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Half a million California workers will get $20 minimum wage, starting today

Fast-food workers rally for health and safety protections near a McDonald's in Los Angeles, in 2021.
Mario Tama
Getty Images
Fast-food workers rally for health and safety protections near a McDonald's in Los Angeles, in 2021.

Some half a millionworkers in California are getting a big bump up in pay.

The state's minimum wage for fast-food employees jumps to $20 an hour on Monday, giving many a raise of 25% from just last week. The law affects some of the biggest restaurant chains — McDonald's, Pizza Hut, KFC, Subway, Starbucks — and local franchisees have raised alarms about the increase in labor costs.

Fast-food jobs are among the lowest-paying in the U.S. economy, where wages have been growing in recent years, after stagnating for decades. The workers are often women, immigrants and people of color; many live below the poverty line.

McDonald's worker Jaylene Loubett from Los Angeles points out that California is among the most expensive states in the country, and her city is one of the priciest in the state. Plus, inflation has meant higher cost of food and bills.

"Even though it's a big help, people need to realize that $20 compared to the cost of living in Los Angeles, it's still not enough to feel secure," says Loubett, 25, who's worked at McDonald's for six years.

She shares a one-bedroom apartment with her parents, who deal with medical issues. Ideally, Loubett hopes to use her raise to start saving toward a bigger home – or at least lessen the stress over expenses.

"It gives me a little bit more of a wiggle room," she says.

California's minimum wage for jobs outside fast food remains $16 an hour, though it's higher in some cities and counties. Employers paying under $20 an hour will likely face stiffer competition for workers.

Delivery drivers lose jobs and smoothies are pricier

California restaurant chain owners and franchisees say that higher labor costs will force them to raise prices, add automation, cut workers' hours or even close shop.

In December, Pizza Hut franchisees laid off hundreds of delivery drivers ahead of the wage hike and switched to apps like Uber Eats and Door Dash, which pushes more delivery fees onto customers.

Chains including Jack in the Box, Starbucks, McDonald's and Chipotle say they plan to raise prices more than they have already. The cost of eating out has stubbornly inched higher in the U.S. even as inflation has cooled elsewhere.

Brian Hom, who runs two franchise locations of Vitality Bowls, says the price of smoothies, salads and other items on his menu will increase 5% to 10% this week to offset the higher wages for his 30-some employees. Before Monday's raise, the minimum wage at his stores was $17.55.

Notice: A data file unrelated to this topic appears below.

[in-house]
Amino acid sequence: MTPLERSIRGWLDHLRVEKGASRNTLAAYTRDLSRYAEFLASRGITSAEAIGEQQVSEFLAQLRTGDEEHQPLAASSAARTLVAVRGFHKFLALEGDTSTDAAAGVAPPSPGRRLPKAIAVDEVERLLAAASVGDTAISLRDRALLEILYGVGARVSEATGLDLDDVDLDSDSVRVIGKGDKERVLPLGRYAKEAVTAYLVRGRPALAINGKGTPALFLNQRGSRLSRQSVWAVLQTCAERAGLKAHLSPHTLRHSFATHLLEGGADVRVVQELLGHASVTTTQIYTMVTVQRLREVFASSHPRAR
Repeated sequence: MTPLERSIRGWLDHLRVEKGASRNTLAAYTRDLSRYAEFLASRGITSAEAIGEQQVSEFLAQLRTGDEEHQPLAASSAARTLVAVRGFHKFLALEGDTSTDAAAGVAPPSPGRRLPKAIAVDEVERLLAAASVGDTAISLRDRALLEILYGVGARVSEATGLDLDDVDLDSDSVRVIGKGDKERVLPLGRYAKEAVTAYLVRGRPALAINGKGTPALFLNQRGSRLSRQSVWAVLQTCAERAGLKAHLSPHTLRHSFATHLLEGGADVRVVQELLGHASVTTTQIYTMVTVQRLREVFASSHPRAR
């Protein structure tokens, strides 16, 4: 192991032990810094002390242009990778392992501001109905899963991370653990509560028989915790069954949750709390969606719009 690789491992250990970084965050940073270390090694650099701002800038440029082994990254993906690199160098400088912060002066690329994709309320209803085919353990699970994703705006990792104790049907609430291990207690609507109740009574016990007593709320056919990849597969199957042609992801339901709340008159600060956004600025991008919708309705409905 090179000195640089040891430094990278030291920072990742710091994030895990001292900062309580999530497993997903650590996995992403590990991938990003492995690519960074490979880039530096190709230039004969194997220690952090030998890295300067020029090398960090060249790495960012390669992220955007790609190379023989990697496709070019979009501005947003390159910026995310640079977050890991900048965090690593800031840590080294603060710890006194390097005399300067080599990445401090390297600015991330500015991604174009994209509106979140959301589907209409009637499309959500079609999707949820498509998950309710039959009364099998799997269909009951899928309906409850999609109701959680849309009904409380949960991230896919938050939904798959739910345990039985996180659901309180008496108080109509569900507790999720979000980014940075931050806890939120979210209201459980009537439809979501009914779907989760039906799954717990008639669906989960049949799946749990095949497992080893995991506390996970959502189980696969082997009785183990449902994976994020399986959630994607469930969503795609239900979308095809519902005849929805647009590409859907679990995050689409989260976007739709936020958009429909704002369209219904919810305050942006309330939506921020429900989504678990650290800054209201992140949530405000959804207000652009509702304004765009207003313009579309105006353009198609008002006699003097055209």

"I'm happy that my employees are going to make more," Hom says. "But the impacts to the business are the concern... Will I be able to sustain the business?"

Other restaurant owners expect workers will be working fewer hours. That was the main side-effect of a minimum-wage hike in Seattle a decade ago, research suggests, with workers overall not losing jobs, but losing hours, though still generally earning more.

The rule applies to fast-food chains with at least 60 locations

California's pay hike is a result of a contentious deal struck by labor leaders, including the large Service Employees International Union, and fast-food companies.

The new wage law applies to fast-food chains with at least 60 locations nationwide, with exemptions for some bakeries and smaller outposts inside grocery stores, airports and other venues.

Under the new law, a newFast Food Council was formed as part of the state's industrial relations department. The council, which includes both restaurant workers and owners, will develop standards, rules and regulations for the fast-food industry.

Broadly, California often sets the bar for many business decisions that other states later follow. Advocates hope something similar will happen with fast-food pay – spreading to other industries in the state and across the country.

In recent years, the battle for higher minimum wages has increasingly played out at the city, county and state levels as the federal minimum languishes at $7.25 an hour.

Copyright 2024 NPR

Alina Selyukh is a business correspondent at NPR, where she follows the path of the retail and tech industries, tracking how America's biggest companies are influencing the way we spend our time, money, and energy.
Vanessa Romo
Vanessa Romo is a reporter for NPR's News Desk. She covers breaking news on a wide range of topics, weighing in daily on everything from immigration and the treatment of migrant children, to a war-crimes trial where a witness claimed he was the actual killer, to an alleged sex cult. She has also covered the occasional cat-clinging-to-the-hood-of-a-car story.
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